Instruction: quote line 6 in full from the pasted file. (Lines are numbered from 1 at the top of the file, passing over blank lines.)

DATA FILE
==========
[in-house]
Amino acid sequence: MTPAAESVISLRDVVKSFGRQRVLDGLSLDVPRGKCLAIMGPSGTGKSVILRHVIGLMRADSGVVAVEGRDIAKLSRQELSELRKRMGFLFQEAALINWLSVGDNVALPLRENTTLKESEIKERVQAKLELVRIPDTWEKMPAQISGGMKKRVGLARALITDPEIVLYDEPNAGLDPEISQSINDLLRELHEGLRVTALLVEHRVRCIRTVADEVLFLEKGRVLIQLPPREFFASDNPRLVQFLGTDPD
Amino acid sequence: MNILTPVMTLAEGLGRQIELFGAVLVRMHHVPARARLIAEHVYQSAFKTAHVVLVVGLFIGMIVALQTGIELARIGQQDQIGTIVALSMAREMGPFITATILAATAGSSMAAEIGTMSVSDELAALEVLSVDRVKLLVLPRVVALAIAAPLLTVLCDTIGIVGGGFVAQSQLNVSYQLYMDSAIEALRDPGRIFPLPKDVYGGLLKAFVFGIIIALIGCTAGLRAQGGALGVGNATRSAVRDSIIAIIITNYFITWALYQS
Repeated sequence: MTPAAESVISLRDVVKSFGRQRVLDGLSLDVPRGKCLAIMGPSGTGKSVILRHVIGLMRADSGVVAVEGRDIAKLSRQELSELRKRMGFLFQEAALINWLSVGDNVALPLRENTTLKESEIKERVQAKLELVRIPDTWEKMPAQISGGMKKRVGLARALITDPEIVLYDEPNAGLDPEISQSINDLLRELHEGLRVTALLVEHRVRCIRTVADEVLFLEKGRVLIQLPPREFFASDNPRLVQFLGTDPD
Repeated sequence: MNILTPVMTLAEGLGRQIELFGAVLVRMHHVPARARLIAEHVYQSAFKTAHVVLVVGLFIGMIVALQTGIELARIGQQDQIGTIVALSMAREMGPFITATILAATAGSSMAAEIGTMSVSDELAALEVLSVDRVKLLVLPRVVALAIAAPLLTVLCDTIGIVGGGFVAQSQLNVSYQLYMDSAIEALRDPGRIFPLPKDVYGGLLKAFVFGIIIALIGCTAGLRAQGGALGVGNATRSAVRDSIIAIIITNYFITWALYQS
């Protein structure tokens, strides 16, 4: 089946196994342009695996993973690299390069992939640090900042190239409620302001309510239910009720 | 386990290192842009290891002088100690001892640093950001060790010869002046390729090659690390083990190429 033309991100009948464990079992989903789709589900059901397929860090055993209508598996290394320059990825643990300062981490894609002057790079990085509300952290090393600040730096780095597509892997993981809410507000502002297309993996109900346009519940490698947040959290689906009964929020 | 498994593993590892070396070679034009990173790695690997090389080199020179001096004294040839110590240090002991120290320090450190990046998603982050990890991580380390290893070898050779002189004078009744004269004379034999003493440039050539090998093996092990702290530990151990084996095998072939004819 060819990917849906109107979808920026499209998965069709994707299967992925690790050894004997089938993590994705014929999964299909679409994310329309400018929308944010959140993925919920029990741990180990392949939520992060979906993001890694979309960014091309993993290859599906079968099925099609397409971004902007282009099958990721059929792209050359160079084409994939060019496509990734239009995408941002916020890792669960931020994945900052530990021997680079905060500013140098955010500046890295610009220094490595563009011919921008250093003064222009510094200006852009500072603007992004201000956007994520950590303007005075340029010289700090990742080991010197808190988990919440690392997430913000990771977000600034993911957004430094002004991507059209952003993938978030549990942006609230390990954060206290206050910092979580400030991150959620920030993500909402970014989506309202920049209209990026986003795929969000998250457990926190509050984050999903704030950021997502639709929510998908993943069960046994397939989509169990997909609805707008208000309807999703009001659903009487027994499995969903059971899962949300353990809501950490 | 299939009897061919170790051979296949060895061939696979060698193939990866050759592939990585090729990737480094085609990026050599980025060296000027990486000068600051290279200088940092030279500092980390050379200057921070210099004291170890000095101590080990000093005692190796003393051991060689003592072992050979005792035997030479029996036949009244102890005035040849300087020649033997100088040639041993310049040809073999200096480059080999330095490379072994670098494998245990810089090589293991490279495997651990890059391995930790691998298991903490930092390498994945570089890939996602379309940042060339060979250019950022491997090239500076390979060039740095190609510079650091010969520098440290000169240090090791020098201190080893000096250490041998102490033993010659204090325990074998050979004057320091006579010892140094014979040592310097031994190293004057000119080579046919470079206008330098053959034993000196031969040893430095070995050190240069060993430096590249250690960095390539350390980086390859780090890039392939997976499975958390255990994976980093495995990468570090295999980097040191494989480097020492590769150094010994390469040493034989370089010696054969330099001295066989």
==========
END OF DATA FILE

């Protein structure tokens, strides 16, 4: 089946196994342009695996993973690299390069992939640090900042190239409620302001309510239910009720 | 386990290192842009290891002088100690001892640093950001060790010869002046390729090659690390083990190429 033309991100009948464990079992989903789709589900059901397929860090055993209508598996290394320059990825643990300062981490894609002057790079990085509300952290090393600040730096780095597509892997993981809410507000502002297309993996109900346009519940490698947040959290689906009964929020 | 498994593993590892070396070679034009990173790695690997090389080199020179001096004294040839110590240090002991120290320090450190990046998603982050990890991580380390290893070898050779002189004078009744004269004379034999003493440039050539090998093996092990702290530990151990084996095998072939004819 060819990917849906109107979808920026499209998965069709994707299967992925690790050894004997089938993590994705014929999964299909679409994310329309400018929308944010959140993925919920029990741990180990392949939520992060979906993001890694979309960014091309993993290859599906079968099925099609397409971004902007282009099958990721059929792209050359160079084409994939060019496509990734239009995408941002916020890792669960931020994945900052530990021997680079905060500013140098955010500046890295610009220094490595563009011919921008250093003064222009510094200006852009500072603007992004201000956007994520950590303007005075340029010289700090990742080991010197808190988990919440690392997430913000990771977000600034993911957004430094002004991507059209952003993938978030549990942006609230390990954060206290206050910092979580400030991150959620920030993500909402970014989506309202920049209209990026986003795929969000998250457990926190509050984050999903704030950021997502639709929510998908993943069960046994397939989509169990997909609805707008208000309807999703009001659903009487027994499995969903059971899962949300353990809501950490 | 299939009897061919170790051979296949060895061939696979060698193939990866050759592939990585090729990737480094085609990026050599980025060296000027990486000068600051290279200088940092030279500092980390050379200057921070210099004291170890000095101590080990000093005692190796003393051991060689003592072992050979005792035997030479029996036949009244102890005035040849300087020649033997100088040639041993310049040809073999200096480059080999330095490379072994670098494998245990810089090589293991490279495997651990890059391995930790691998298991903490930092390498994945570089890939996602379309940042060339060979250019950022491997090239500076390979060039740095190609510079650091010969520098440290000169240090090791020098201190080893000096250490041998102490033993010659204090325990074998050979004057320091006579010892140094014979040592310097031994190293004057000119080579046919470079206008330098053959034993000196031969040893430095070995050190240069060993430096590249250690960095390539350390980086390859780090890039392939997976499975958390255990994976980093495995990468570090295999980097040191494989480097020492590769150094010994390469040493034989370089010696054969330099001295066989």